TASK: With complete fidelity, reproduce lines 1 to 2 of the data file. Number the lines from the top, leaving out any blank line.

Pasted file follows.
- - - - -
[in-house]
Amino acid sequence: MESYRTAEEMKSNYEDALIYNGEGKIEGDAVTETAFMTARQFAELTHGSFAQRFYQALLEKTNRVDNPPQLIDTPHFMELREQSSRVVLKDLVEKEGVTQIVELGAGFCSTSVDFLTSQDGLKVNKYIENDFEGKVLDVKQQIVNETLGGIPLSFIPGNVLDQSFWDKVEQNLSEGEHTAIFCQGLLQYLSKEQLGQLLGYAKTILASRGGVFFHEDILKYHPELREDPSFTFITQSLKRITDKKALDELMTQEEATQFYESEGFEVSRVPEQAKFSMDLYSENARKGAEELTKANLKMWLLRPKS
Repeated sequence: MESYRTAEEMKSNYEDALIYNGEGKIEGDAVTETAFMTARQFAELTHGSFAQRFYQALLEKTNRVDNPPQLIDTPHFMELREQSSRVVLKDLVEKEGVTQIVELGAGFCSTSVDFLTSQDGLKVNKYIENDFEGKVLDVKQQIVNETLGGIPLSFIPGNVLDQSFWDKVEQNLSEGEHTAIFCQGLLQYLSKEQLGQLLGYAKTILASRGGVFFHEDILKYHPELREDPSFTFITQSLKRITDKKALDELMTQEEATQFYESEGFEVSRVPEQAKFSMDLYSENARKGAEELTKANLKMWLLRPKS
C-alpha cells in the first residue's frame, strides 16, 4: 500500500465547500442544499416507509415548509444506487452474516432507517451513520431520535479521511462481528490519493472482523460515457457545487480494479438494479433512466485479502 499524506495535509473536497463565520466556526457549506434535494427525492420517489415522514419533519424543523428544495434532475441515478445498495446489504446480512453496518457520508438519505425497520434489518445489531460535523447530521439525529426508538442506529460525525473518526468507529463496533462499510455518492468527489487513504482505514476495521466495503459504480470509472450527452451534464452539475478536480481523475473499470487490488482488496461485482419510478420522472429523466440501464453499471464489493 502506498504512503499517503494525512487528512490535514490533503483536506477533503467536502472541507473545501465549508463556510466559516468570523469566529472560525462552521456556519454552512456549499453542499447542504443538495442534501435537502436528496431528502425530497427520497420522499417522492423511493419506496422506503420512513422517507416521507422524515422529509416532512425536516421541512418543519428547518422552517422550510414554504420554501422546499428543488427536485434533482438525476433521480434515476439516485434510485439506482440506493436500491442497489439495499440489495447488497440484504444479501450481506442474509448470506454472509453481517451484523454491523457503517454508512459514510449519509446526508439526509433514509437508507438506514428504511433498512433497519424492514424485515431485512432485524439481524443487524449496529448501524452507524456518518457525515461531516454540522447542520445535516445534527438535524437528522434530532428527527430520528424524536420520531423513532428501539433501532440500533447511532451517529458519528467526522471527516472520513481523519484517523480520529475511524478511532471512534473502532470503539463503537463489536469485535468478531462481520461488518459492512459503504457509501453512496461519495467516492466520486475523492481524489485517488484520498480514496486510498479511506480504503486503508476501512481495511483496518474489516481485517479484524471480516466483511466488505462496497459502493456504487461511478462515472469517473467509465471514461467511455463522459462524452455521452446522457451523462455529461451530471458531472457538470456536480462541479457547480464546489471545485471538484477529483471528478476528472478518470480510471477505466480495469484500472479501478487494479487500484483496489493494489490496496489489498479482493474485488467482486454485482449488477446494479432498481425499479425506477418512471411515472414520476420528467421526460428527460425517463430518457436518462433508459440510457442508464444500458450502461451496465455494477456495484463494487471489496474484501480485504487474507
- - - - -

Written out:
[in-house]
Amino acid sequence: MESYRTAEEMKSNYEDALIYNGEGKIEGDAVTETAFMTARQFAELTHGSFAQRFYQALLEKTNRVDNPPQLIDTPHFMELREQSSRVVLKDLVEKEGVTQIVELGAGFCSTSVDFLTSQDGLKVNKYIENDFEGKVLDVKQQIVNETLGGIPLSFIPGNVLDQSFWDKVEQNLSEGEHTAIFCQGLLQYLSKEQLGQLLGYAKTILASRGGVFFHEDILKYHPELREDPSFTFITQSLKRITDKKALDELMTQEEATQFYESEGFEVSRVPEQAKFSMDLYSENARKGAEELTKANLKMWLLRPKS